Moving off the main drag and turning down a backroad, her path is inky black and the humid night hair whips her hair in an untamed halo, catching on her earrings and spilling out the window into the night. She is living on borrowed everything right now- borrowed loans for college, borrowed house until graduation, borrowed light for her soul.

The loneliness inside permeates the layers of her spirit, and reaches towards heaven to her God. Living on memories. Is that borrowed light? She doesn’t know. She only knows she doesn’t know anything now, and she misses feeling close to God, feeling like she was heard and loved. Now, the silence echoes through the same canyon of her heart. Is it borrowed light if you are using your own stockpile? she wonders idly, downshifting at a a deserted crossroads.

How much can one person handle? Her thoughts wander. Platitudes roll through her mind- you get what you can deal with, put your shoulder to the wheel, you must be so strong, God doesn’t give us more than we can handle, I don’t know how you do it, count your blessings name them one by one, you chose this in the preexistence, and on and on the useless words roll. People mean well, she knows, and they don’t realize what they are saying. And the loneliness grows.

How much can she absorb, take in, buffer for those she loves, before she breaks? She is afraid to really ask that question, afraid the answer will terrify her and God will take it as a dare. Rationally, she knows this is crazy, but emotionally, her shoulders shake and she worries her knees are going to buckle any day now. How many times do you get knocked down? How bad can it hurt? How deeply can your heart be cut and have it still go on beating? Why does loving someone, anyone, everyone, hurt so much?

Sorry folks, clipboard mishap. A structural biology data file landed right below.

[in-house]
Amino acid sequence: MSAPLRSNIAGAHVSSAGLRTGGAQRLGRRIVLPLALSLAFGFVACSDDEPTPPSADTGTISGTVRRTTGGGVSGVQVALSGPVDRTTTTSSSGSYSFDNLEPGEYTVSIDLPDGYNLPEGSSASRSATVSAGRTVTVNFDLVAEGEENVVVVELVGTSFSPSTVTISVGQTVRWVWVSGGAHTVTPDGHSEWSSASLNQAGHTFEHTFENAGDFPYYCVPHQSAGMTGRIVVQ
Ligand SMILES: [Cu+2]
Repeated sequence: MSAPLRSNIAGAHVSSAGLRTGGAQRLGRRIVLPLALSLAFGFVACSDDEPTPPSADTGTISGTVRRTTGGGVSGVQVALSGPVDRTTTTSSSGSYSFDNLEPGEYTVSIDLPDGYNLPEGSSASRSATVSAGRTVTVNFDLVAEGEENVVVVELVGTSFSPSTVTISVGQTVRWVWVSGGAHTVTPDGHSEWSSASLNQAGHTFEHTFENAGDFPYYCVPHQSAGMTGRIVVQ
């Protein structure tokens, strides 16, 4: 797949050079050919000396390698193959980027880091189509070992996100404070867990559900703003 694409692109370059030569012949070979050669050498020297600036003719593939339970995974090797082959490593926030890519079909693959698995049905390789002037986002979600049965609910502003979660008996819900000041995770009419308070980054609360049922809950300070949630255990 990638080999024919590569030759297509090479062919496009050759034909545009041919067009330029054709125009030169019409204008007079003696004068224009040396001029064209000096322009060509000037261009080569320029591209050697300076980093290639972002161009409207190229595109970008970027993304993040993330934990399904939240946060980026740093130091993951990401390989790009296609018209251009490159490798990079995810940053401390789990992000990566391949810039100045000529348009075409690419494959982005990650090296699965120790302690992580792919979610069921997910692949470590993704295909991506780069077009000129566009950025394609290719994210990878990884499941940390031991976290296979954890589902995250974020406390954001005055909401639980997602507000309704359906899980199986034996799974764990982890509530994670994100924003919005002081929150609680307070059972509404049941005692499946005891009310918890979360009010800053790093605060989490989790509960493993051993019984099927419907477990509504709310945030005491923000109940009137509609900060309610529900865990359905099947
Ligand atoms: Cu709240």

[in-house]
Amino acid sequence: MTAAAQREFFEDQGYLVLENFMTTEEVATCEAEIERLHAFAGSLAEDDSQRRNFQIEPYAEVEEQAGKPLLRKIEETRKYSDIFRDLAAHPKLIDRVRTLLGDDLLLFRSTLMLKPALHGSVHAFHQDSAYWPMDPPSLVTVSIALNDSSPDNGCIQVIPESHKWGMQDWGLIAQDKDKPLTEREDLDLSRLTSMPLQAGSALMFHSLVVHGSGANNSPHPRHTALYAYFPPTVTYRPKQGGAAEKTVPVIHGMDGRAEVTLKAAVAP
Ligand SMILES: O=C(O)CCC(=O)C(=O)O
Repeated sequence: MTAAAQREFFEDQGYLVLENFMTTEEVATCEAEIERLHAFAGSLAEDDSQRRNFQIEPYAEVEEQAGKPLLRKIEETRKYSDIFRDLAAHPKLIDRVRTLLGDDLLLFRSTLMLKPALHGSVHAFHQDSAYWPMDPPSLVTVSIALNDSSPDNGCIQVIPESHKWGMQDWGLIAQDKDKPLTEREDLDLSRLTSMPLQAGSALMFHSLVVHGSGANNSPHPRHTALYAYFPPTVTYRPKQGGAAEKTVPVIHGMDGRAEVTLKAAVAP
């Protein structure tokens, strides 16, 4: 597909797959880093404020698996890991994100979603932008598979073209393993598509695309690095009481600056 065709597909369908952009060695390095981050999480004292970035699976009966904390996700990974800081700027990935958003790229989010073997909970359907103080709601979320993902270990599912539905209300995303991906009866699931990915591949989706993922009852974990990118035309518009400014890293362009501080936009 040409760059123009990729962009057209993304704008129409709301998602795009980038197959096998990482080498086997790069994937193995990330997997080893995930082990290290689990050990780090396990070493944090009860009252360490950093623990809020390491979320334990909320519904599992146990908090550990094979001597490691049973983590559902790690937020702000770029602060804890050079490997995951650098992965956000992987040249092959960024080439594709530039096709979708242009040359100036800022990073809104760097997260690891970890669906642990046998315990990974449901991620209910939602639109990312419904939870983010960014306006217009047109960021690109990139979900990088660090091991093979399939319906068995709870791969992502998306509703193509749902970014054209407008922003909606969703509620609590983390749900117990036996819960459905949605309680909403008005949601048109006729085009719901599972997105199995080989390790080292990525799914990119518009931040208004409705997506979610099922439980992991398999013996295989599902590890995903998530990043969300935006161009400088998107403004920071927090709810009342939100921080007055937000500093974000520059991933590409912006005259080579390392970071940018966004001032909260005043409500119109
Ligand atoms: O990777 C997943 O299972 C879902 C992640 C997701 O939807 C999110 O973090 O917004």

She laughs at herself. What kind of question is that? Silly girl. The smile lingers on her lips.

The night whips by, and the lights of home crest on the hill. Home, at least for now. Even if it is borrowed home, borrowed light, it’s still light, it still glows. It holds her children, and her lifelines, feeble though they may be, and it holds, despite the oppressive heat of the late summer night, hope. There are no answers. But there is that… a gossamer thread of hope.

Making Art: O. Commission Piece

Heather O’s husband contacted me and commissioned me to paint something for Heather’s upcoming birthday. Like I do nowdays, I documented the process, and now that Heather is in possession of the finished piece, I can show you all how I did it.

For the background, I used some snapshots of Heather’s trip to Jerusalem as a jumping-off point, and then used a paraphrase of a scripture given to me by her husband.Laying down the ground, I paint on dark masonite, and love the depth a dark background can give to a painting. Even if most of it ends up covered in paint, it shows through in spots, and I love it.This shows the background from the mount of olives, and the city of Jerusalem is supposed to be vaguely implied in the purple. Adding the foreground and the olive tree.

When I do the lettering, and yes, it’s freehand (I’m a type snob, what can I say) I often paint upside down, because it helps me focus on just the form, instead of my logic brain, underdeveloped though it is, taking over and focusing on the words.A view of the whole mess in my living room, as I create. The Underwood usually lives on the coffee table, but was relegated to the wingback.And the finished piece, and a detail shot. you can see my letters are imperfect- and I like it that way. Handmade, freehand letters are never going to have perfection- and while I’m biased, I know which I prefer.